Canonical Shutters Ubuntu One
Canonical announced today that they will be shutting down the Ubuntu One file service, and that customers will no longer be able to sign up for new accounts or purchase music from Ubuntu One. Citing increasing levels of free service from competitors, and the desire to concentrate on their core service, Canonical announced that the service will remain operational until June 1st, 2014, with the availability to download data till July 31st, after which all customer data will be deleted.
Ubuntu One was initially launched in 2009 and was a direct competitor to Dropbox, and later, Google Drive. In September of 2011, Ubuntu One launched a music store, offering a small catalog of DRM-free music. In 2013, Ubuntu Single Sign-on was rebranded under the Ubuntu One title. Unfortunately, Ubuntu was unable to capitalize on the opportunity the cloud services provided, had has been forced out of the market.
Canonical has been attempting for the past several years to build their company as a competitor to Microsoft, Apple, and now, Google. Offering cloud services in addition to the Ubuntu desktop was an attempt to expand the Ubuntu ecosystem and provide the end user with an expected suite of capabilities. Apple users have iCloud, Microsoft has OneDrive, and of course Google has an entire platform of cloud based tools. Ubuntu One was a unifying platform that could ease new users into the Linux desktop.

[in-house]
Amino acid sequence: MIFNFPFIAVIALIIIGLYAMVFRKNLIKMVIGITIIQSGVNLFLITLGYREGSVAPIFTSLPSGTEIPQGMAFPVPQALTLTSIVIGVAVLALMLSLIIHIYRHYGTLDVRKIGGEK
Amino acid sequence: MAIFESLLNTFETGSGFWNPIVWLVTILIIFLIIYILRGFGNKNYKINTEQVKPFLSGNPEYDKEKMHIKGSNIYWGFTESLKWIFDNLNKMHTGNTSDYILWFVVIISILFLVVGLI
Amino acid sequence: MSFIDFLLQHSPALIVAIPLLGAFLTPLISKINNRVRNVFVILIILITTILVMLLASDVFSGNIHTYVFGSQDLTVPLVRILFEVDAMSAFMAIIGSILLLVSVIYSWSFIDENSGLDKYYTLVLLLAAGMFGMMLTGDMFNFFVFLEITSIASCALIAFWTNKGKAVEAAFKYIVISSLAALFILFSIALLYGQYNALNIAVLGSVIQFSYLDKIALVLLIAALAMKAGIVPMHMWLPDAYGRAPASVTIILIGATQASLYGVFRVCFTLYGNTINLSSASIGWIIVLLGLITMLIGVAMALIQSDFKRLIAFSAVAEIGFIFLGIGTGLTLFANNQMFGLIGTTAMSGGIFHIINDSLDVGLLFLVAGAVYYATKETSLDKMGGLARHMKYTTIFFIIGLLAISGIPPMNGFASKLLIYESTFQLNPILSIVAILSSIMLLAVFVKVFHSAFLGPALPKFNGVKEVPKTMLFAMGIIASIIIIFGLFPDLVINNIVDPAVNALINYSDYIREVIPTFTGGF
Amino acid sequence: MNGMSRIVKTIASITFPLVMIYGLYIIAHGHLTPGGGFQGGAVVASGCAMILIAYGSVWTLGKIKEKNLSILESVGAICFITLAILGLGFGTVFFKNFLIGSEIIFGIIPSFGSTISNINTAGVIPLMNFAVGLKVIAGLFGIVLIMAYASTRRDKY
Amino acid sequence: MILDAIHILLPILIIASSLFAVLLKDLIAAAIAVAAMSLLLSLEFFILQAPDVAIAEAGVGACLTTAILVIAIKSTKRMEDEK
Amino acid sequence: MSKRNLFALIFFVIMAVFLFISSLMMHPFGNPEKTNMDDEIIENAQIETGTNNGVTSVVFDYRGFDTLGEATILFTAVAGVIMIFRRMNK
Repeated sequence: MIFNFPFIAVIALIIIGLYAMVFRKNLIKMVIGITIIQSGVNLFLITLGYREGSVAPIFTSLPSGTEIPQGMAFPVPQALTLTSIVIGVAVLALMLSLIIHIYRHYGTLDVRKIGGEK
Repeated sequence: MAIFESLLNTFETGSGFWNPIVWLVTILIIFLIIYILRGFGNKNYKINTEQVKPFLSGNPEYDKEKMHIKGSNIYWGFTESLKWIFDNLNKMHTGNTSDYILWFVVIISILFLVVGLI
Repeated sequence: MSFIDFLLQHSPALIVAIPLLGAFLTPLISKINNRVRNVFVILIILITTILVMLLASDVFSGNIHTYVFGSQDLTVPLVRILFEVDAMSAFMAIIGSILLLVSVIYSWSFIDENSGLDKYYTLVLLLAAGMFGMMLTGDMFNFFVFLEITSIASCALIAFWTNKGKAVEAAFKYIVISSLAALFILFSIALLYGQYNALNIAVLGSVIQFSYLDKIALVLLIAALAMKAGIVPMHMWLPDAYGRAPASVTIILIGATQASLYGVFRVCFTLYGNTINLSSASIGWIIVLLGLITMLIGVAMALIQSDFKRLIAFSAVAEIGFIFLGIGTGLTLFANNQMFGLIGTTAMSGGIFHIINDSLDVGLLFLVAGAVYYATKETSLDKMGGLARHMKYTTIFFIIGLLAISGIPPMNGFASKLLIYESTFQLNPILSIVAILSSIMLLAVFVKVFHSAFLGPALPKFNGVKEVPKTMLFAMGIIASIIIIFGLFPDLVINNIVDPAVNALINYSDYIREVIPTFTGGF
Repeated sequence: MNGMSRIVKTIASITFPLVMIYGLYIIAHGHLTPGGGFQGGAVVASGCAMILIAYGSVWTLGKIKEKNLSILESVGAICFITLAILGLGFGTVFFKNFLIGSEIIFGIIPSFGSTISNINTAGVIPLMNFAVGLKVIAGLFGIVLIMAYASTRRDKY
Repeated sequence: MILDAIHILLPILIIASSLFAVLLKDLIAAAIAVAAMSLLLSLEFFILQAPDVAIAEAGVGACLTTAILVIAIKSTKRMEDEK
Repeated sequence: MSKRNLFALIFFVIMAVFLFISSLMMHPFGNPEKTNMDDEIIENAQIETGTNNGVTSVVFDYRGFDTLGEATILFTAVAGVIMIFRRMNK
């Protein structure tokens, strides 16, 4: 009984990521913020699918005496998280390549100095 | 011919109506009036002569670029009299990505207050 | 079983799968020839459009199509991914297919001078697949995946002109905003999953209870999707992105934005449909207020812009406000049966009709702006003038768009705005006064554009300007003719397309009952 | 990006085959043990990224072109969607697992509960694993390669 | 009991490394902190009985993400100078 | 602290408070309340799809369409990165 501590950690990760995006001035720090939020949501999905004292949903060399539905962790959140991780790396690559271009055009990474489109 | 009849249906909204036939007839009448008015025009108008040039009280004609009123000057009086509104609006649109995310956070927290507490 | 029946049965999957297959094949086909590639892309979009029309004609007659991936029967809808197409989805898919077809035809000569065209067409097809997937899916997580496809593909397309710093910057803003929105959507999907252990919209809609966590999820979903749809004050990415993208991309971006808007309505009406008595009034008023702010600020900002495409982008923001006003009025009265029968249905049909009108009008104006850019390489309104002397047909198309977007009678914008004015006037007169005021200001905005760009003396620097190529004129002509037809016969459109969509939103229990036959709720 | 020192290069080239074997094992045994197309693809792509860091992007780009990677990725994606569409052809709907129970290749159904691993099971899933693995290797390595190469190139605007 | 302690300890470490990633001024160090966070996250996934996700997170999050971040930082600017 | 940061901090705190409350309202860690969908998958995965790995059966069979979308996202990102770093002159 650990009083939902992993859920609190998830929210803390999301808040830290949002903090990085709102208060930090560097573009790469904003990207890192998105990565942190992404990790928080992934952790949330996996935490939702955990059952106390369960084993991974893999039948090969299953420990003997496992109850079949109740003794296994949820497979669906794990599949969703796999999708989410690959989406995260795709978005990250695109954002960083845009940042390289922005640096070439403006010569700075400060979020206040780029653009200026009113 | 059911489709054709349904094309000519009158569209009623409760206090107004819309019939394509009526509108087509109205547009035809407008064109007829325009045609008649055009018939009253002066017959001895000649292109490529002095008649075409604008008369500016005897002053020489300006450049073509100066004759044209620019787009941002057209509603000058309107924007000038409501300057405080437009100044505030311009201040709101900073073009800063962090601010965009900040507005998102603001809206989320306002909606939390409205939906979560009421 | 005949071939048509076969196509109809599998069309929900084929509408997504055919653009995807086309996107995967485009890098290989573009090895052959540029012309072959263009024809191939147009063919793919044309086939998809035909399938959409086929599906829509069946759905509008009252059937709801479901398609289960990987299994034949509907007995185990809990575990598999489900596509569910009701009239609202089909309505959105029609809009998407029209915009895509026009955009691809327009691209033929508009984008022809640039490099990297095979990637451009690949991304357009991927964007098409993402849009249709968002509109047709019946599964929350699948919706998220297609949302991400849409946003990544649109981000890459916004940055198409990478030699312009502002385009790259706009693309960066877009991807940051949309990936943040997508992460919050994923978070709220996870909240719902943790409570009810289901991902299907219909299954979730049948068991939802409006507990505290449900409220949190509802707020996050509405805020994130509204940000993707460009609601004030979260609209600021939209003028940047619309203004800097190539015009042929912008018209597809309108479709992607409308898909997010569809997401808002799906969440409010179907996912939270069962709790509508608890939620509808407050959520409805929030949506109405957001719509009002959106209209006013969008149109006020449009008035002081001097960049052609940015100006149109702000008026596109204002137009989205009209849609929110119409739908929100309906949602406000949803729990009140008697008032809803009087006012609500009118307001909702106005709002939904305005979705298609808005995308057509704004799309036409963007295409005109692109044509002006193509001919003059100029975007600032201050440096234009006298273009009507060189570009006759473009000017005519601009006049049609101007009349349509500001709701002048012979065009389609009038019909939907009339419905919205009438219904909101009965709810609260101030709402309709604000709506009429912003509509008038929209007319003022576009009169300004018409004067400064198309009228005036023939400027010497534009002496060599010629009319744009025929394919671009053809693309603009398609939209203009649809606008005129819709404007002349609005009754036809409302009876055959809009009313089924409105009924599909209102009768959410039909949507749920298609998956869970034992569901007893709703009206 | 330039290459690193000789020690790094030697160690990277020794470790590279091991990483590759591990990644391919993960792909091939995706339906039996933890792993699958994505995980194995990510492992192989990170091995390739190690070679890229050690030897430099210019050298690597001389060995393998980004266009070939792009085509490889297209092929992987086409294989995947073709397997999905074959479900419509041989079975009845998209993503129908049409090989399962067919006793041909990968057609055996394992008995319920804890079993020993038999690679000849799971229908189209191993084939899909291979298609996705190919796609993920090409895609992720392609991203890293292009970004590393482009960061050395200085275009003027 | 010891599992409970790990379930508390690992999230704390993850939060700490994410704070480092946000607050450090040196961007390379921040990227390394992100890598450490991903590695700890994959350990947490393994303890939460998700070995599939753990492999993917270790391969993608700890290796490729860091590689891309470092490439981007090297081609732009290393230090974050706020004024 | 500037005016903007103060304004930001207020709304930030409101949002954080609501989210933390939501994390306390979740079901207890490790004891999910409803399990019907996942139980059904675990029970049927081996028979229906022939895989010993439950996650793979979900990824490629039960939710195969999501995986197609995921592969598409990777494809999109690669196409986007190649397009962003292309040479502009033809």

However, Ubuntu One was unable to offer any single service any better than it's competitors. The music catalog was woefully inadequate, and could not compare with offerings from Amazon, or cloud based providers like Rdio. The storage offerings eventually fell far behind the free tiers offered by Dropbox and Google. Ubuntu One was a system full of promise that never quite matured into the product that either the users or Canonical expected it to be.
In the end, Canonical's decision to shutter Ubuntu One and concentrate on developing Ubuntu will probably prove to be the right move. Canonical is nowhere near the size of their competitors, and the resources that went into Ubuntu One could be better spent focusing on their core product. Canonical narrowing their focus on the Ubuntu desktop allows their users to choose the best of breed cloud services to go along with their desktop experience, which, clearly, is what was going on anyway.